From the Pulpit Article: A Bulwark Never Failing
A Bulwark Never Failing
“A mighty fortress is our God, a bulwork never failing, Our helper He amid the flood, of mortal ills prevailing.” You may recognize this old song. You may not know that it is over five centuries old. Martin Luther penned this hymn during, likely, the most disastrous year of his life. By 1527 he had been through roughly over a decade of wake from the Reformation. In April of 1527 he had to retire from preaching because he could not overcome dizzy spells, sever heart problems along with other physical ailments. The next few months only added more physical ailments, just before August 1527 when the Black Plague swept across Germany. Thousands were dying and Luther decided, against the counsel of many, to stay with his family in Wittenberg and minister to the sick. Unforutnately in the process his one year old Hans became ill. Martin didn’t eat for 11 days. Within all this life disaster, Luther picked up his pen and wrote out A Mighty Fortress is Our God. “A mighty fortress is our God, a bulwark never failing, our helper He amid the flood of mortal ills prevailing. Though this world with devils filled would threaten to undo us, we will not fear for God hath will His truth to triumph through us.” Quite powerful isn’t it? It was also in these times Luther would turn to his friend, Philip Melancthon, and say, “Let us sing the 46thPsalm. Psalm 46 is the basis for the hymn. Out of Luther’s dark distress his faith shined the brightest with confidence in God.
Have you had moments or time in your life when it seemed that everything was just disastrous? Maybe the last few weeks or months your days have just been full of adversity. Some of you may say, “Forget Pumpkin Spice anything, lets just move on to 2019. Maybe a pit stop for Christmas.. but let’s get this year over with.” Life can be difficult. It may be counter Christian for some churches to preach, but as Christians we shouldn’t shy away from the reality that life is difficult and full of adversity. The whole idea of coming to Jesus for a happy, trial free rest of yoru life is really a pipe dream. We shouldn’t deny that. We need to admit that the Bible is full of stories of individuals, God-fearing, Jesus believing people, in trouble. That continues after Jesus ascended to the Father. Out of our dark distresses, faith can shine brightest with confidence in God.
It needs to be asked: What would faith be if not ever put positions to exercise such faith? How would we know better the character of whom we put faith in if we are not put into a position to see the truth of His character displayed?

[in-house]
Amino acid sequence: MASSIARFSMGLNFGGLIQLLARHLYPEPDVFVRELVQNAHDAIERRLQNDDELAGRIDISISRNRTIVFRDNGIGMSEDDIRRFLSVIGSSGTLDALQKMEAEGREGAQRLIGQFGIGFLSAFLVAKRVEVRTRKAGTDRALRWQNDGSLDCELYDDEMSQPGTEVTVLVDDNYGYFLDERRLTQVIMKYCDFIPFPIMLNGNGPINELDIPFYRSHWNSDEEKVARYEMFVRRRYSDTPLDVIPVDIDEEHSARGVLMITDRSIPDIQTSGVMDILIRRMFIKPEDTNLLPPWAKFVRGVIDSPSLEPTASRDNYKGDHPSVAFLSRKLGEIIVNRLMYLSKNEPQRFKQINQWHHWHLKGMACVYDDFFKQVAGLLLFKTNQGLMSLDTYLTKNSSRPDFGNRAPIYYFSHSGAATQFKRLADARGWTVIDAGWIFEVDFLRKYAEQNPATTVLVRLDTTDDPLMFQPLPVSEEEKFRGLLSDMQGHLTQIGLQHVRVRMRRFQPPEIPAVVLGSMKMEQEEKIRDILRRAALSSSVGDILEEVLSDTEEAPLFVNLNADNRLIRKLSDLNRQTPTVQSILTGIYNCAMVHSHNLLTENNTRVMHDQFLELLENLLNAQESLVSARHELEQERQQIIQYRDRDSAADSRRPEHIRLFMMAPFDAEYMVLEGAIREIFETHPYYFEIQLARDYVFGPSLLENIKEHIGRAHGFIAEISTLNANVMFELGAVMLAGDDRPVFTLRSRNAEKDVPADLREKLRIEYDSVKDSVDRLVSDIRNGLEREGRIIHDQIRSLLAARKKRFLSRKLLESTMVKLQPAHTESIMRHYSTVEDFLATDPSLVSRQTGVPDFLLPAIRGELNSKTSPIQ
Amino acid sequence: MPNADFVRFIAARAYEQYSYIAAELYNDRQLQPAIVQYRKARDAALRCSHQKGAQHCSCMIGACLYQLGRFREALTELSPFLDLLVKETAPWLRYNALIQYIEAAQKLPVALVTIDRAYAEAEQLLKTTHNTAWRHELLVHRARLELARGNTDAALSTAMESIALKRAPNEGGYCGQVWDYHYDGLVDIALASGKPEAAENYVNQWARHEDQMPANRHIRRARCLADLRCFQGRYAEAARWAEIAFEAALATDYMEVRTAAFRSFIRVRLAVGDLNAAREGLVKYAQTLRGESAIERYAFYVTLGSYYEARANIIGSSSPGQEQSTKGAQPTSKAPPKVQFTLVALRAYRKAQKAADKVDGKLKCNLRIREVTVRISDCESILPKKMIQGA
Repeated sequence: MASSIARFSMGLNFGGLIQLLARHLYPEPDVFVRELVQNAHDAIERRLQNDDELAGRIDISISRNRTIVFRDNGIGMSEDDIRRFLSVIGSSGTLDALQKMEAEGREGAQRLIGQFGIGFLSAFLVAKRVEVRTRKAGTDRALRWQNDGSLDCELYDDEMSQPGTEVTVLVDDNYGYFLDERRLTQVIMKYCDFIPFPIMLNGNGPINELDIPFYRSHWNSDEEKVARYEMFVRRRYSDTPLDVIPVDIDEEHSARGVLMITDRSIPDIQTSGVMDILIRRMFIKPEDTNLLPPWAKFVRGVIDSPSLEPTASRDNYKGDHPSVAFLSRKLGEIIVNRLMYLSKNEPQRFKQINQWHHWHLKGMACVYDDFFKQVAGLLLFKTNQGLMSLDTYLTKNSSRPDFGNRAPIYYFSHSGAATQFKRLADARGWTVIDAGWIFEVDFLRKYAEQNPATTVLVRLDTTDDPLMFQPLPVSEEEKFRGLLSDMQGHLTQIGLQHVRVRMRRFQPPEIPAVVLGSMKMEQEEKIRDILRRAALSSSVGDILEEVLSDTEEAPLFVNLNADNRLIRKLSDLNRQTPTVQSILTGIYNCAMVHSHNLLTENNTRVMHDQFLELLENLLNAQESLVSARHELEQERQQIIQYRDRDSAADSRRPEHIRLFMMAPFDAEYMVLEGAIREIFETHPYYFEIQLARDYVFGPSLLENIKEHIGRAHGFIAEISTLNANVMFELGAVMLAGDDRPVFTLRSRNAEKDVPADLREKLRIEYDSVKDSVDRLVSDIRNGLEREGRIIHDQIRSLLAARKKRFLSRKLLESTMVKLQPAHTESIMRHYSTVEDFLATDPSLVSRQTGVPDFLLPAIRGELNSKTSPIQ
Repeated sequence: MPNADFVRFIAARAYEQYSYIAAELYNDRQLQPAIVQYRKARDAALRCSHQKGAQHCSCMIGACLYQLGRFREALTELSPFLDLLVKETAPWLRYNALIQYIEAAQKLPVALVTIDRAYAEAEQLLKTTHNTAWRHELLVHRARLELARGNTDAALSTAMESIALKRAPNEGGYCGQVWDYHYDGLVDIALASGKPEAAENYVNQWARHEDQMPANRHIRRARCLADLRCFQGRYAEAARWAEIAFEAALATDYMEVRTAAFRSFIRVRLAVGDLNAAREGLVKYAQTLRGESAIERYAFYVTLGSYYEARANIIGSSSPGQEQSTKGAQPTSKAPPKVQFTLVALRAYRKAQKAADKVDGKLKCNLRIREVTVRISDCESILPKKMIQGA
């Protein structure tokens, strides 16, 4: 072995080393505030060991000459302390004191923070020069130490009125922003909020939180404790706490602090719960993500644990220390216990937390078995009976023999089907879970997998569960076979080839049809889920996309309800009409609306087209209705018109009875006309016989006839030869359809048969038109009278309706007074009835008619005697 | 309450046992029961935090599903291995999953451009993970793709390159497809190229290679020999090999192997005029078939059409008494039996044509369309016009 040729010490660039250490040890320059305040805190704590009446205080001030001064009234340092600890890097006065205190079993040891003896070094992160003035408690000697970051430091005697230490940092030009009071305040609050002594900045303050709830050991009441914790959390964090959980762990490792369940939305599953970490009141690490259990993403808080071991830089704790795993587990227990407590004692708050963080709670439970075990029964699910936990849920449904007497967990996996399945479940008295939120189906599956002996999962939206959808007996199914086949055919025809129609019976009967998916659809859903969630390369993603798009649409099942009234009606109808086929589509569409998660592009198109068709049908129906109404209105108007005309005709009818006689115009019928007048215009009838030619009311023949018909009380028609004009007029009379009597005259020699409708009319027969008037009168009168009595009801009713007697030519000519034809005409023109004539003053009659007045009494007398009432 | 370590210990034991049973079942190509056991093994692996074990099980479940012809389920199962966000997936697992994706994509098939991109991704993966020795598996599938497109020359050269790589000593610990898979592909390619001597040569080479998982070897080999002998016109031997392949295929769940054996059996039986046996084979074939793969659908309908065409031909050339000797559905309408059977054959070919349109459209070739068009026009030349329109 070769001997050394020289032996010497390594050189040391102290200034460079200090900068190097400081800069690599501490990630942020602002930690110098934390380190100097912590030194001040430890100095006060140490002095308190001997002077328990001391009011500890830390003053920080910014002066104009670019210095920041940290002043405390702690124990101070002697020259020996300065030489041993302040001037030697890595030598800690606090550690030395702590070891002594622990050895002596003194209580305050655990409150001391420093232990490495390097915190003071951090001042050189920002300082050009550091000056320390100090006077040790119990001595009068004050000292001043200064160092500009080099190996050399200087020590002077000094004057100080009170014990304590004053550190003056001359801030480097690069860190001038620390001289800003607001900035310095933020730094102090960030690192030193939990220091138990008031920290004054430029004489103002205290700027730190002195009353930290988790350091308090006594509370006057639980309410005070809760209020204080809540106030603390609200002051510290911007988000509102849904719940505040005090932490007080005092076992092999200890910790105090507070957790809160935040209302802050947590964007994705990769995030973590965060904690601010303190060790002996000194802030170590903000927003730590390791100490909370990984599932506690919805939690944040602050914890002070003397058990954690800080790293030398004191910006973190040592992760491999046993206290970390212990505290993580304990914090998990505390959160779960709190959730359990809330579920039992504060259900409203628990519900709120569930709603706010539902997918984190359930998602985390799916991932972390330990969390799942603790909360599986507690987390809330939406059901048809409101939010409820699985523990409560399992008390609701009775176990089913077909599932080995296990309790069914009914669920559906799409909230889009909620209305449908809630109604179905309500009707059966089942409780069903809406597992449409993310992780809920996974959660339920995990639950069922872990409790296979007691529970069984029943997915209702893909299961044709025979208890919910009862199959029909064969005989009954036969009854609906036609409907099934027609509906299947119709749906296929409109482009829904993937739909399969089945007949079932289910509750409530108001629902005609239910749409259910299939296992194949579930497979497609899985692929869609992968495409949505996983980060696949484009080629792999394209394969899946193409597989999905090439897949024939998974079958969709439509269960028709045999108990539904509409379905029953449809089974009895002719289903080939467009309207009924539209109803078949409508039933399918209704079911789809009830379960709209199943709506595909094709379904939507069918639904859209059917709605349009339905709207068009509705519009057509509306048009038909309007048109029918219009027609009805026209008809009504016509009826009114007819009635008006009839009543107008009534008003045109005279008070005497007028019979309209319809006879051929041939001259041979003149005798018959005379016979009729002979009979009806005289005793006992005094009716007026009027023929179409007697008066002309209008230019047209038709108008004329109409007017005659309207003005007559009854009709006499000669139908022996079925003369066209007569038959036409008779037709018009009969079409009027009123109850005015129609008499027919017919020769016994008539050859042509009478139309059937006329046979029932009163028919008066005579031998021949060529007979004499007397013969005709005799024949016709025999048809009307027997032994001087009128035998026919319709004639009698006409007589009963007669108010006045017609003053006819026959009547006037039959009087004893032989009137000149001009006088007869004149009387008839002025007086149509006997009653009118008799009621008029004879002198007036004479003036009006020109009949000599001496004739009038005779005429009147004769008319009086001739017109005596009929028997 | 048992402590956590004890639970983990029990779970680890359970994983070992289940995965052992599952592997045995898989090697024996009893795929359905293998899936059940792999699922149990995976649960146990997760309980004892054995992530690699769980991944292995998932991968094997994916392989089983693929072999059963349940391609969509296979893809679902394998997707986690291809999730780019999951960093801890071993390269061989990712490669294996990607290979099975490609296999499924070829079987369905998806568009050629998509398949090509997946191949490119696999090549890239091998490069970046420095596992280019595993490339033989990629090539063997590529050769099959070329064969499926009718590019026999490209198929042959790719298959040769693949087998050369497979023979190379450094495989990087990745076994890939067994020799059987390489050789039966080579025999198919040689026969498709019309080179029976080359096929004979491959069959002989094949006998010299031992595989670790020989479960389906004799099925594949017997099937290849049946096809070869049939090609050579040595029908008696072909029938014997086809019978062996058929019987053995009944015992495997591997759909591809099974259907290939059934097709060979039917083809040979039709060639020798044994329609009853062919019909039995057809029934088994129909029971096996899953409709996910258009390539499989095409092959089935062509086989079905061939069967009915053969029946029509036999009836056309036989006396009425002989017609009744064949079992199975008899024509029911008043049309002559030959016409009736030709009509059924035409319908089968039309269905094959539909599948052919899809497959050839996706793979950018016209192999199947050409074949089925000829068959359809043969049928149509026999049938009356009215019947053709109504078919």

When God’s path for us leads along rough terrain, how do we handle adversity? What do you think about God in that adversity? It’s through these that we become more acquainted with who He is. We see that God is a trustworthy refuge.
“God is a refuge and strength, a very present help in trouble. Therefore we will not fear though the earth gives way, though the mountains be moved into the heart of the sea, though its waters roar and foam, though the mountains tremble at its swelling.” (Psalm 46:1-3 ESV)
What or who do you find rest in during your trouble? Do you try and muster up your courage and strength? Do you rely on yourself and your own strength? We tend to think we can handle anything life throws at us. Even Christians, at times think we can bear whatever load we have because “God would never give us more than we can handle.” But is that true? I believe one could make the argument biblically and experientially that God definitely gives us more that we can handle.
Consider Gideon in Judges 7. God weans his army down to 300 men to take on 100,000 enemy soldiers. Why? To show it was not in their power but in God giving the enemy into their hand. He teaches us that we cannot, nor should not, trust in our own means. We rest and trust in God only. The greater the distress the more we need Him. He proves to be a trustworthy refuge.
That is what we see in three ways in Psalm 46. One of those we see in the first 3 verses where the Psalmist teaches us to trust God when all the world falls. When all the world falls apart, when all the waves of life’s ravenous storms hit hard, God is a trustworthy refuge and strength. He is strong. When His people are in trouble, He is a very present help.
See the verses above, God is a very present help thereforewe will not fear. We will not fear though the earth gives way, though the mountains slide into the sea, though the waters crash and the mountains swell and tremble. Though all the cataclysmic, apocalyptic happenings of the earth come to pass, we will not fear. The Psalmist point is not, primarily, that wewill not fear. The Psalmist point isn’t our response. His main point here is the God we have is a powerful God. He is there and He is a perfectly proven protector. He is a trustworthy refuge.
Even when the unmovable things, like mountains, move and even when the unthinkable and unfathomable happens, He is a refuge and a very present help. He can protect us against anything. God is trustworthy when all the world falls. These are circumstances that surpass our ability to overcome. They are situations, pictured, that nothing could shelter us but God Himself. God alone is a powerful refuge.
In the severest of affliction, God is near. He is the strength of your heart and portion forever. The question you must answer is: Where am I turning when all the world falls? God has everything under control. He is greater than all our circumstances. Have faith and believe in Him.
Trey McDonald is a pastoral assistant at Grace Gospel Church (M.Div. The Southern Baptist Theological Seminary)
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